Reproduction: Bluefaced Leicester sheep have high fertility rates and can produce multiple lambs per year, making them an excellent choice for farmers looking to increase their flock.
Lambing: Bluefaced Leicester ewes have high lambing percentages, typically giving birth to four or five lambs at a time.
Mothering Ability: Bluefaced Leicester ewes are known for their excellent mothering ability. They are attentive mothers who take care of their offspring carefully.
Longevity: Bluefaced Leicester sheep have a long lifespan, and they can live up to 12-14 years.
Temperament: Bluefaced Leicester sheep have a calm temperament, making them easy to handle and manage on farms.
Crossbreeding: Bluefaced Leicester sheep are often used to crossbreed with other breeds to produce hybrid lambs that have desirable characteristics.
Pedigree: Bluefaced Leicester sheep are pedigree animals and are registered with breed societies such as the Bluefaced Leicester Sheep Breeders Association.
Popularity: Bluefaced Leicester sheep are becoming increasingly popular among farmers and enthusiasts worldwide due to their unique appearance and versatile characteristics.
Show Competitions: Bluefaced Leicester sheep are regularly entered into show competitions globally, where they compete for prizes based on their unique features, wool quality, and meat production.
Conservation: Bluefaced Leicester sheep are classified as a rare breed by the Rare Breeds Survival Trust. The trust works to conserve rare breeds like the Bluefaced Leicester sheep, ensuring their continued existence for future generations.
Price: Bluefaced Leicester sheep are among the most expensive breeds of sheep. Their wool and meat are highly valued, making them a profitable investment for farmers who can manage their high costs.
Endangered: Despite their increasing popularity, Bluefaced Leicester sheep remain endangered due to habitat loss, crossbreeding with other breeds, and other factors.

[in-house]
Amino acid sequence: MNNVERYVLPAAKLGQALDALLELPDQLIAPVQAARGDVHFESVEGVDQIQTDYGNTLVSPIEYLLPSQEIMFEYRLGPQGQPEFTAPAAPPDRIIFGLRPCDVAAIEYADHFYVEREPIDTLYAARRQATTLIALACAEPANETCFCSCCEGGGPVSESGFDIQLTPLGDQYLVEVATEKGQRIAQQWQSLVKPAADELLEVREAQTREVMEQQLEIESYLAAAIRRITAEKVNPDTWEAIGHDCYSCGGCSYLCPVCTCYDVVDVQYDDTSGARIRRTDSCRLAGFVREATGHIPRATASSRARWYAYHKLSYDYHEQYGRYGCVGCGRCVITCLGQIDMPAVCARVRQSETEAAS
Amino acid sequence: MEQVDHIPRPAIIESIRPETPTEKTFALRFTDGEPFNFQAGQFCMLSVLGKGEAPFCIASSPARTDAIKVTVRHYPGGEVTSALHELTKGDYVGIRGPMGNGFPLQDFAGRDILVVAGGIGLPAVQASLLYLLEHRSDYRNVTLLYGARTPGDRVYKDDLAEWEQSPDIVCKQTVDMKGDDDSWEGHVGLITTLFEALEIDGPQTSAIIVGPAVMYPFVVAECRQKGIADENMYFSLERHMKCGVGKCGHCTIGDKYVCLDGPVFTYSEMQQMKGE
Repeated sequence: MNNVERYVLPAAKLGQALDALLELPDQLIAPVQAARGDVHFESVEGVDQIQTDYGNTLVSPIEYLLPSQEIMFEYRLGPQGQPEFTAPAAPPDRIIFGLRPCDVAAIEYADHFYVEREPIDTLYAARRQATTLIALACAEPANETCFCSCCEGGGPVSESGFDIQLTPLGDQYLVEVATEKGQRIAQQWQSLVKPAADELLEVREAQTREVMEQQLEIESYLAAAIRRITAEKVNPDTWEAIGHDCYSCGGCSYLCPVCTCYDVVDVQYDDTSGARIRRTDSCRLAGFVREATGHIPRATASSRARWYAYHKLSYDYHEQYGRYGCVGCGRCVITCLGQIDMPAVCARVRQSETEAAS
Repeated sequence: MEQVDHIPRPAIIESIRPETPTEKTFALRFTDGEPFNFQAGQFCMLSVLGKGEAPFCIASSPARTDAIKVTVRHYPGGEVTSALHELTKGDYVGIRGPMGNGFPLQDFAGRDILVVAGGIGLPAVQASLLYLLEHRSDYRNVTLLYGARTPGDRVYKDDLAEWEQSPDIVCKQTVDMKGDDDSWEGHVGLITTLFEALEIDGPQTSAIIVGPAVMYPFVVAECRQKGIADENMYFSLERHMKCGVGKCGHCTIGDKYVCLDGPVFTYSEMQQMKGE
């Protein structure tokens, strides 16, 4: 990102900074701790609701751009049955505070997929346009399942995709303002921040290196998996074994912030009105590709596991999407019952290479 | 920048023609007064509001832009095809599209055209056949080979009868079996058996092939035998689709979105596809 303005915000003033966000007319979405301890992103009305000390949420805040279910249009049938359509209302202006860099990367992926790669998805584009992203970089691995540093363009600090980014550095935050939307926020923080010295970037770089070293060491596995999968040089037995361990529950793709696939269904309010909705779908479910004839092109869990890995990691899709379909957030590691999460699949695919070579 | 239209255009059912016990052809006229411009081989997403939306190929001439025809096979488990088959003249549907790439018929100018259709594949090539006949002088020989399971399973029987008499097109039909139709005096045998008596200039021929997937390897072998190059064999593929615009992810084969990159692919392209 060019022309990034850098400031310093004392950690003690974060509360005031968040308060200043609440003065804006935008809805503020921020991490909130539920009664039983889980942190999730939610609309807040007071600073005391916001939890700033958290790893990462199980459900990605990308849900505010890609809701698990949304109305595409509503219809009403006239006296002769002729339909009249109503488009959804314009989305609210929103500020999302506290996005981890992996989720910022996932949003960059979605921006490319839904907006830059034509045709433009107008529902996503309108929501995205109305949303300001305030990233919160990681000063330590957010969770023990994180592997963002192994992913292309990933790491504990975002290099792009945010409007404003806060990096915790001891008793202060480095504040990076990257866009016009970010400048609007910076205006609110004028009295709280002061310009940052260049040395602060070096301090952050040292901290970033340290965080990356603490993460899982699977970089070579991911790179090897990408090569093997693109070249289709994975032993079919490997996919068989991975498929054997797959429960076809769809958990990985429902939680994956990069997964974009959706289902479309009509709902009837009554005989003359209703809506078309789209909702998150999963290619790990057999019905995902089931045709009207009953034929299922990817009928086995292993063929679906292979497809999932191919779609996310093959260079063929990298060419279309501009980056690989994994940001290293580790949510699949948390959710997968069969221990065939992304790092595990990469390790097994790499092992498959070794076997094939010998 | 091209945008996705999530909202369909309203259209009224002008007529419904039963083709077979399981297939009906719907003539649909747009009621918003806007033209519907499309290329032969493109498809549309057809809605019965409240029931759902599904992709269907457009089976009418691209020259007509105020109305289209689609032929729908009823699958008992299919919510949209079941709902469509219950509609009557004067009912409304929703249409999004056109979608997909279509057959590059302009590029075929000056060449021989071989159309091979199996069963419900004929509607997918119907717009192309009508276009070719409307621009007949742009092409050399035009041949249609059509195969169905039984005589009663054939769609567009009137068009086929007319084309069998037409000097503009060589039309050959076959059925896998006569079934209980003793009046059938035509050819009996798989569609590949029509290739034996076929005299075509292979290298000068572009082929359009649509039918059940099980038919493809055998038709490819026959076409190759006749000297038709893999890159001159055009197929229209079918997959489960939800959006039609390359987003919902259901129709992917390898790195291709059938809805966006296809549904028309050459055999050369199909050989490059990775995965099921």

Tips for Raising Bluefaced Leicester Sheep
Raising Bluefaced Leicesters is relatively easy and simple, even the beginners can raise them. There are some tips for raising these sheep:
- Select healthy breeding stock from reputable breeders.
- Provide adequate living space to prevent overcrowding.
- Ensure access to clean water at all times.
- Provide a balanced diet consisting of hay, fresh grass, and minerals.
- Monitor their health regularly to detect any issues early on.
- Vaccinate your sheep against common diseases.
- Keep their living area clean and well-ventilated.
- Protect them from harsh weather conditions such as extreme heat or cold.
- Use appropriate fencing to keep them safe from predators.
- Shear their wool at least once a year to prevent overheating.
- Trim their hooves regularly to prevent overgrowth and infections.
- Provide shelter during lambing season to protect newborn lambs.
- Keep accurate records of breeding and health history for each animal.
- Plan ahead for breeding and lambing season to ensure successful outcomes.
- Separate rams and ewes during non-breeding seasons to prevent unwanted pregnancies.
- Implement biosecurity measures to prevent the spread of diseases.
- Provide toys or other forms of enrichment to keep them mentally stimulated.
- Train your sheep to follow basic commands to facilitate management.
- Rotate pastures to prevent overgrazing and maintain soil health.
- Consider alternative uses for their wool such as spinning or felting.
- Participate in local and regional sheep shows to promote your flock.
- Join a local sheep association or club to network with other breeders.
- Continuously educate yourself on best practices and new research in sheep farming.
- Seek veterinary advice when necessary and establish a relationship with a trusted veterinarian.